More recently, GEDI Level 4 data (released in August 2021 - see Earthdata) has been used to plot the Above Ground Biomass Density in parts of the Jura Mountains.

Interactivity for the forest mapping is scripted using OpenLayers instead of Leaflet because the rotation of map layers is needed in order to align the GEDI laser shot transects with plots showing various metrics such as the variation with height of the biomass density.

Land use - land cover site

The aim is to investigate whether or not localised, relatively small-scale land-use land-cover (LULC) maps have a sufficiently high resolution for use in estimating changes in class-derived physical conditions (heat, noise, humidity, wind, light, etc.) that would accompany changes to the LULC arising from the introduction of green infrastruture or high-rise buildings, for example.

Aerial earth observation can yield high-resolution LULC maps that distinguish man-made and natural features in urban environments. The question is whether the same results can be achieved using OSM data with satellite observations. A start has been made with LULC mapping using OSM data. The GLASS osm2lulc package was used to create a LULC shapefile that was split into layers using QGIS GDAL modules. Layers exported from QGIS as geojson files were then combined and converted to .mvt files using lab-geojson2mvt.  The .mvt files are then simply loaded into an apache2 website. 

Developments in the area are monitored in the hope that high-resolution LULC mapping will become more accessible using open-source technologies and resources.

Area-of-Interest site

Schemes that use OSM to identify certain types of urban and peri-urban areas are of interest for reasons that we cannot discuss. Area-of Interest mapping is closely related. A start has been made by implementing aoi-osm. This is not currently working.


The OpenBuildingMap (OBM) - a window to OpenStreetMap, providing a filtered subset of OSM data with just the building data - is hopefully destined to become as important as the OpenStreetMap. Understanding the technology that lies behind OBM is therefore important. A clone of the original OBM Javascript front-end was implemented, the only change being to include a land-use overlay (the standard overlays are the building occupancy, building levels, ground area, floor space and position that are served by the OBM). Map tiles for the land-use overlay were rendered in the same was as for the OSM site (i.e., using the OSM rendering database with Mapnik and renderd).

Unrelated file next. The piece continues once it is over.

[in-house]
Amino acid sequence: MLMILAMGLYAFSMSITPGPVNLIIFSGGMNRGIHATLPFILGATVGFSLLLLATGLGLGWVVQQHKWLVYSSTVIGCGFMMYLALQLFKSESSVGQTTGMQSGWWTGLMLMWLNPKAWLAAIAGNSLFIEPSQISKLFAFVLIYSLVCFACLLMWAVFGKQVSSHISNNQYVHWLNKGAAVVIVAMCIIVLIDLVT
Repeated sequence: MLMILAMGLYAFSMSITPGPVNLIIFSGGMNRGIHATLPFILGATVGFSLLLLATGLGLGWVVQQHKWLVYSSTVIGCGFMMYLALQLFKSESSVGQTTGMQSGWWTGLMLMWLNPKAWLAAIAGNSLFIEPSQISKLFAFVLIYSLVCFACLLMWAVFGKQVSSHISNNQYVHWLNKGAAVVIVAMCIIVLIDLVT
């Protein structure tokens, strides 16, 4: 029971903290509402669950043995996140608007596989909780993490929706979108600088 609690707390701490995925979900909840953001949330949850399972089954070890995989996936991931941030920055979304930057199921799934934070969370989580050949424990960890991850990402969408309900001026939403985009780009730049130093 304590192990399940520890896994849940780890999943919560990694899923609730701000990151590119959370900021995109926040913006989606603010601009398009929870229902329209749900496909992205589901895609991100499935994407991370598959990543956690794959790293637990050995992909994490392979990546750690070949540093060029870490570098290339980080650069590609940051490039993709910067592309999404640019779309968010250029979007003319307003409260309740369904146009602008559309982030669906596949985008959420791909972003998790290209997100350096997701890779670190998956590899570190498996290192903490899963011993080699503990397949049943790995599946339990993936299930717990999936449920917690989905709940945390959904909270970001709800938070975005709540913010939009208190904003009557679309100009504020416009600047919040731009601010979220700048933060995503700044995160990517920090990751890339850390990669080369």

Recently, OBM changed to supplying vector tiles and the front-end has been redesigned.

The OBM's update and enrichment process receives updates from the public OSM database, imports these updates in the OBM PostGIS database, and adds information for the updated and imported buildings according to a set of predefined rules.

An open-source Docker Compose setup is in principle available to implement an OBM database and importer and updater service as well as a raster or vector tile render for the OBM database. Installing the OBM's Tirex tile server on Ubuntu 18.04 instead of the Switch2OSM renderd (a background process that renders map tiles when they are requested) has not been successful, but is probably solvable. The question is whether having a self-hosted OBM server available, updated using OSM or local data, would be useful for use at a project or similar level.

There are of course other opportunities for a different window on OSM data - an infrastructure window for example. Manwhile the new, redesigned OBM frontend has been implemented.

OSM site

The OSM website is the Rails port of the OSM website. The JOSM map editor is to used to edit the self-hosted OSM database. Changes to the OSM website database are synchronised with the rendering, Overpass and oshdb databases, see Rion1 and Rion2.

Details of Ubuntu 20.04 Switch2OSM and Ubuntu 22.04 Switch2OSM rendering sites have been released, based on Postgresql 12 and 14 databases respectively and the Postgis 3 extension.

Open Historical Map site

Certain use cases we are developing call for a map site that shows the evolution with time of features. One option is to use a Open Historical Map (OHM) site for open-source, user-editable historical maps. OHM is based on the OSM Rails port and is fairly straightforward to install.

The OHM includes the Mapbox GL timeslider and its Leaflet control for a user's vector tile layer (see example). The vector tiles can be viewed using the OHM Tegola vector tile server (see the same area as the example). OHM is supported by a Tasking Manager to divide a large mapping project into smaller tasks and is based on the HOT Tasking Manager. Other OHM tools include a weekly OHM planet file, Overpass instance, a Nominatim instance, a map warper, and rich tagging on the OHM website for linking information using an enhanced OSM inspector called ohm-inspector.

As an alternative to the HOT Tasking Manager, the Divide and Map - Now (DAMN) tasking manager has been implemented. We are also investigating the use of date information embedded in OpenStreetMap tags to monitor the development of trees (and potentially the history of other map features). See the tree layers at high zoom levels of the St- Cergue map.


We are exploring the need for a raster and vector tile server for high-resolution elevation mapping (together with terrain-RGB raster and vector terrain tilesets). TileServer GL with MapLibre GL has been set up and used for a terrain-RGB map. Our discussion includes exploring the MapLibre GL terrain3d branch for terrain rendering, as discussed at FOSS4G 2021 (see a terrain3d test map). The upshot of this discussion is that we now use Shortbread-styled TileKiln tiles for three-dimensional vector mapping (see tiles.juramap.org).